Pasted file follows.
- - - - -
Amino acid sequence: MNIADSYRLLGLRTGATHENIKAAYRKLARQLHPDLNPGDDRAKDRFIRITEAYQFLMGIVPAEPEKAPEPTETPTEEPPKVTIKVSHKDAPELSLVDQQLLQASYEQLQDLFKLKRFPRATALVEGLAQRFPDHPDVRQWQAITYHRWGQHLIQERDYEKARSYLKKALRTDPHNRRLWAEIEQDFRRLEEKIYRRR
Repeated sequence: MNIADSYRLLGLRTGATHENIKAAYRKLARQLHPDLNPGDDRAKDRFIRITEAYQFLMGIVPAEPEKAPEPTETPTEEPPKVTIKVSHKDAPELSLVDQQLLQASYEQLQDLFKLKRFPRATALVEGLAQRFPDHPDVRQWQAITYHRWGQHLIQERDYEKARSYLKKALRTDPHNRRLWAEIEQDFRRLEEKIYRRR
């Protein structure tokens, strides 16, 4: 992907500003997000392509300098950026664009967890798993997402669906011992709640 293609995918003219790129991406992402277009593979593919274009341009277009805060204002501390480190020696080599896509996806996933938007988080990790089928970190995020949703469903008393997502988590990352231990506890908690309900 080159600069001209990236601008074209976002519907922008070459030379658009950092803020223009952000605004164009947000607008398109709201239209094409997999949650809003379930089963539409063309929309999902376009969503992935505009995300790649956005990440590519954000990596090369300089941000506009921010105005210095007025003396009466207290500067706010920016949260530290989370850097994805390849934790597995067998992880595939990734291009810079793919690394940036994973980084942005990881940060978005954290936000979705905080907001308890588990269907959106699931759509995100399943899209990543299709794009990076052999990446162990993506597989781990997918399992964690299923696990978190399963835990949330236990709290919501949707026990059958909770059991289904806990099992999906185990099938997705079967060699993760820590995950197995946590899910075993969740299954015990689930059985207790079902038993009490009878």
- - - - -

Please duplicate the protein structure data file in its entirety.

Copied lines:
Amino acid sequence: MNIADSYRLLGLRTGATHENIKAAYRKLARQLHPDLNPGDDRAKDRFIRITEAYQFLMGIVPAEPEKAPEPTETPTEEPPKVTIKVSHKDAPELSLVDQQLLQASYEQLQDLFKLKRFPRATALVEGLAQRFPDHPDVRQWQAITYHRWGQHLIQERDYEKARSYLKKALRTDPHNRRLWAEIEQDFRRLEEKIYRRR
Repeated sequence: MNIADSYRLLGLRTGATHENIKAAYRKLARQLHPDLNPGDDRAKDRFIRITEAYQFLMGIVPAEPEKAPEPTETPTEEPPKVTIKVSHKDAPELSLVDQQLLQASYEQLQDLFKLKRFPRATALVEGLAQRFPDHPDVRQWQAITYHRWGQHLIQERDYEKARSYLKKALRTDPHNRRLWAEIEQDFRRLEEKIYRRR
């Protein structure tokens, strides 16, 4: 992907500003997000392509300098950026664009967890798993997402669906011992709640 293609995918003219790129991406992402277009593979593919274009341009277009805060204002501390480190020696080599896509996806996933938007988080990790089928970190995020949703469903008393997502988590990352231990506890908690309900 080159600069001209990236601008074209976002519907922008070459030379658009950092803020223009952000605004164009947000607008398109709201239209094409997999949650809003379930089963539409063309929309999902376009969503992935505009995300790649956005990440590519954000990596090369300089941000506009921010105005210095007025003396009466207290500067706010920016949260530290989370850097994805390849934790597995067998992880595939990734291009810079793919690394940036994973980084942005990881940060978005954290936000979705905080907001308890588990269907959106699931759509995100399943899209990543299709794009990076052999990446162990993506597989781990997918399992964690299923696990978190399963835990949330236990709290919501949707026990059958909770059991289904806990099992999906185990099938997705079967060699993760820590995950197995946590899910075993969740299954015990689930059985207790079902038993009490009878």